.308 Sniper Ammo: One Sniper’s View of Federal v. Remington


Ed. note: Aaron looks at .308 Sniper Ammo in this head-to-head ammunition comparison.

If you are a part of the law enforcement marksman (sniper) community then any discussion on ammunition selection will almost exclusively focus on the .308 caliber, 168-grain Match King boat tail hollow point (BTHP) cartridge. The 2007 American Sniper Association Annual Report cited the .308 caliber, 168-grain Match King BTHP as being the “preferred ammunition” for police marksmen “based primarily on its accuracy and consistency”. The Federal Gold Medal cartridge has, for many, been the preferred police marksman cartridge. This cartridge produces consistent match grade quality with the convenience of being factory made.

However, with the current state of the economy, the wars in Iraq and Afghanistan, and the uncertainty felt by many Americans about the Administration’s views on the 2nd Amendment, a shortage of ammunition of all calibers and types has occurred. This drain on the available ammunition supply has caught many police departments and individuals off guard and has required them to reevaluate ammunition selection and training requirements to accommodate the circumstances faced by all.

.308 sniper ammo

Although Remington has a great reputation of making quality ammunition, police marksmen and professional shooters tend to take their ammunition selection more seriously than the casual hobby shooter or hunter. When a fraction of an inch, in less than desirable shooting circumstances means the difference between a threat eliminated and an innocent life endangered, the demand for consistent accuracy to the most strenuous of measures must win out to the budgetary concerns of the bean counters. That’s my humble opinion anyway. To that end many who have allegiance to the Federal Gold Medal cartridge would be very wary to consider a replacement.

Remington’s counter to the Federal Gold Medal cartridge is their Premier Match 168-grain Match King BTHP. The Premier Match cartridge uses the same Sierra Match King bullet as the Federal Gold Medal cartridge. The Sierra brand bullets are considered by many law enforcement and military shooters to be the best match grade bullets anywhere in the world. To some (even among police officers), if the bullet is the same, the cartridge is the same. However, to the police marksman and professional shooter what goes around and behind the bullet has just as much to do with its accuracy and performance as the bullet itself. Remington and Federal both use their own high quality new brass casings made with stringent manufacturing controls to ensure proper fit and consistent tolerance during firing. Remington and Federal use their own primers and powder, but the exact formula and amount of powder is not made public. If there are going to be any differences in ballistics or performance, this is where they will be found.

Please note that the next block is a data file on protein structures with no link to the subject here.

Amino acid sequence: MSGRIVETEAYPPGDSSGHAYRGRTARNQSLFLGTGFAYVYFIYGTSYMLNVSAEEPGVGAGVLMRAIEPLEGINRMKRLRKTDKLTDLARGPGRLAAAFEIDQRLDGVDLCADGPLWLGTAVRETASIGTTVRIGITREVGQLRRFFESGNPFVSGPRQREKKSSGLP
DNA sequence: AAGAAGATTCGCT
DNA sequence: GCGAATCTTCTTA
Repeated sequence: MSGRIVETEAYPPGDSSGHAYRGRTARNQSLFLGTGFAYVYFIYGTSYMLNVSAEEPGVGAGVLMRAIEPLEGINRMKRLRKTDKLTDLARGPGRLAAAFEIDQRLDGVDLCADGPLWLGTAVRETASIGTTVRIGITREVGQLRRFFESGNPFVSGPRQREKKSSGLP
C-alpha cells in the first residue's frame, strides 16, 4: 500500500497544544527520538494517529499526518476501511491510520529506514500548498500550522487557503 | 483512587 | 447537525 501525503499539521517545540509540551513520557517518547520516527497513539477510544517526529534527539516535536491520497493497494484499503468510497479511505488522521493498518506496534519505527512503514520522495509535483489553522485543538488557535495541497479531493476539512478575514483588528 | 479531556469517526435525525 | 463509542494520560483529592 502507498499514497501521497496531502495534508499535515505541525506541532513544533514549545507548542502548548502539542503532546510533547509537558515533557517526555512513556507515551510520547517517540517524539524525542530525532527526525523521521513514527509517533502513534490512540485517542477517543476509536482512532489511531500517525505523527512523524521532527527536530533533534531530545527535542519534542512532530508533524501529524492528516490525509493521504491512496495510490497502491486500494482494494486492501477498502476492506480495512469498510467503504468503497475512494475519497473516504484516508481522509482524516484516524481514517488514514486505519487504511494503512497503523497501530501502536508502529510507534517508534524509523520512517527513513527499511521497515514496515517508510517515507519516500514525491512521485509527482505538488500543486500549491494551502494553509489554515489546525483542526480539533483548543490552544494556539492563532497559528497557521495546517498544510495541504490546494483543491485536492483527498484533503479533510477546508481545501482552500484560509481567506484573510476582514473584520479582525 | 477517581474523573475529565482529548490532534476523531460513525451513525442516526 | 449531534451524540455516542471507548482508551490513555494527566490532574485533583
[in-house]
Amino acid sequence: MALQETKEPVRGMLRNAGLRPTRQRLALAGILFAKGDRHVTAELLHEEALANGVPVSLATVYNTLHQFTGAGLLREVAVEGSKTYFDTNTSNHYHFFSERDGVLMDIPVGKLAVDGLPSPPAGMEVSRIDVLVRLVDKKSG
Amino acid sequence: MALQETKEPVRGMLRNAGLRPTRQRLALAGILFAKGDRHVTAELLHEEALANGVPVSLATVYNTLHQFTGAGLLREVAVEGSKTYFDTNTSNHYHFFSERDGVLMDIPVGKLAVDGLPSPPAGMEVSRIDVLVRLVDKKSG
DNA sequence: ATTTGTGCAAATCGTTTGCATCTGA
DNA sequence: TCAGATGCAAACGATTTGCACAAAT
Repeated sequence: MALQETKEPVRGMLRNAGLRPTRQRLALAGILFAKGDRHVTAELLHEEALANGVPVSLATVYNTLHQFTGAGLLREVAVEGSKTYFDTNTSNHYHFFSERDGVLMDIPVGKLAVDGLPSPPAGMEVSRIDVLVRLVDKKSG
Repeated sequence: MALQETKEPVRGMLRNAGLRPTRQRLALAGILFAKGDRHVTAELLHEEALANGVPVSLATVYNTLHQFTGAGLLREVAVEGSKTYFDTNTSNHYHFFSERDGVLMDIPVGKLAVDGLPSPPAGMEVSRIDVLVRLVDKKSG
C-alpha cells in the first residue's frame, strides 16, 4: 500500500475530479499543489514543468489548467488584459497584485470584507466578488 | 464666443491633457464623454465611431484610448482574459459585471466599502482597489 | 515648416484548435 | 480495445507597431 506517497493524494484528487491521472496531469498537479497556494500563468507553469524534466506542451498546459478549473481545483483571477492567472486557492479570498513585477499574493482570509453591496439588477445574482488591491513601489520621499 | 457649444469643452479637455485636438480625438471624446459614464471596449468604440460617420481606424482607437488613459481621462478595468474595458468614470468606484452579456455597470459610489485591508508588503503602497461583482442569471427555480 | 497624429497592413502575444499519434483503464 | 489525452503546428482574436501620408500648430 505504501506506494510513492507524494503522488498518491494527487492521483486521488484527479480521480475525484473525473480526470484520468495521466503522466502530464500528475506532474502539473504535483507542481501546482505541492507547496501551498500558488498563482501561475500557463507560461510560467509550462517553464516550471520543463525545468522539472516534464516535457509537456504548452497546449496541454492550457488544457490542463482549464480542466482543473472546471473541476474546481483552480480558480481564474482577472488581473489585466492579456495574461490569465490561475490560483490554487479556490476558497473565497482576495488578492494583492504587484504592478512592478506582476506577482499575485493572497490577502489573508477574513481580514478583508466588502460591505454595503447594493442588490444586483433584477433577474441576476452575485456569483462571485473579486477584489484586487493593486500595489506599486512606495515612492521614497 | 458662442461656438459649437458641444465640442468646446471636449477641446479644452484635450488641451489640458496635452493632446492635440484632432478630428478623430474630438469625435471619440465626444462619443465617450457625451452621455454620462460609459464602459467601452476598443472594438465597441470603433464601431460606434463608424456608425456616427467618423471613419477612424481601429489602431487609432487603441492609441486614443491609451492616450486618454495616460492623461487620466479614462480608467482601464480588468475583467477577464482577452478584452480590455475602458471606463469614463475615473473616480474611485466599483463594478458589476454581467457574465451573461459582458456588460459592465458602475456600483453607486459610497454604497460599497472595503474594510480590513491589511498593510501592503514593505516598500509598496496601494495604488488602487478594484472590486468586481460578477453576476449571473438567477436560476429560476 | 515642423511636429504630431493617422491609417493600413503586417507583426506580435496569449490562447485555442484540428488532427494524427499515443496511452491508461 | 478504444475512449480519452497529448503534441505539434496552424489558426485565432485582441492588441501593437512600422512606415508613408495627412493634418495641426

I searched for information on each cartridge from the web site of the prospective manufacturer. The differences between these two very similar cartridges at 100 yards are almost non-existent on paper. The printed information actually shows that the Remington cartridge out-performs the Federal cartridge just slightly. The Remington bullet is capable of traveling at 2680 ft/sec with 2678 lb/ft of energy at 100 yards, whereas the Federal bullet is traveling a little slower at 2460 ft/sec with 2257 lb/ft of energy. Either round still packs a powerful punch at 100 yards. What is the effect on trajectory? Using a zero-point of 100 yards the difference is very minimal between the two cartridges. At 200 yards the Remington bullet drops -4.1 inches to the Federal bullet’s -4.3 inches. At 300 yards the difference broadens ever so slightly as the Remington bullet has dropped -14.7 inches and the Federal bullet has dropped -15.3 inches, or approximately a half inch difference.

federal .308 sniper ammo

Having faced a mandatory change in ammunition from Federal to Remington our marksmen put the Remington Premier Match cartridge to the test. What we found was that the Remington cartridge was between one and three MOA off target at 100 yards from the zero-point established for each rifle using the Federal Gold Medal cartridge. In other words, from point of aim our marksmen’s shots were one to three inches off target. Each marksman was fairly consistently off to the left and slightly high of point of aim. This was verified on several cold bore shots to eliminate the possibility of operator error. Once this was established each shooter adjusted their scope to reflect the new zero point and a new cold bore shot was taken. Having adjusted to the slight differences between the Remington cartridge and the Federal cartridge our shooters were able to sustain consistent cold bore shots within one half MOA at 100 yards. Further testing at ranges of up to 300 yards has produced consistent MOA shots using the Remington cartridge.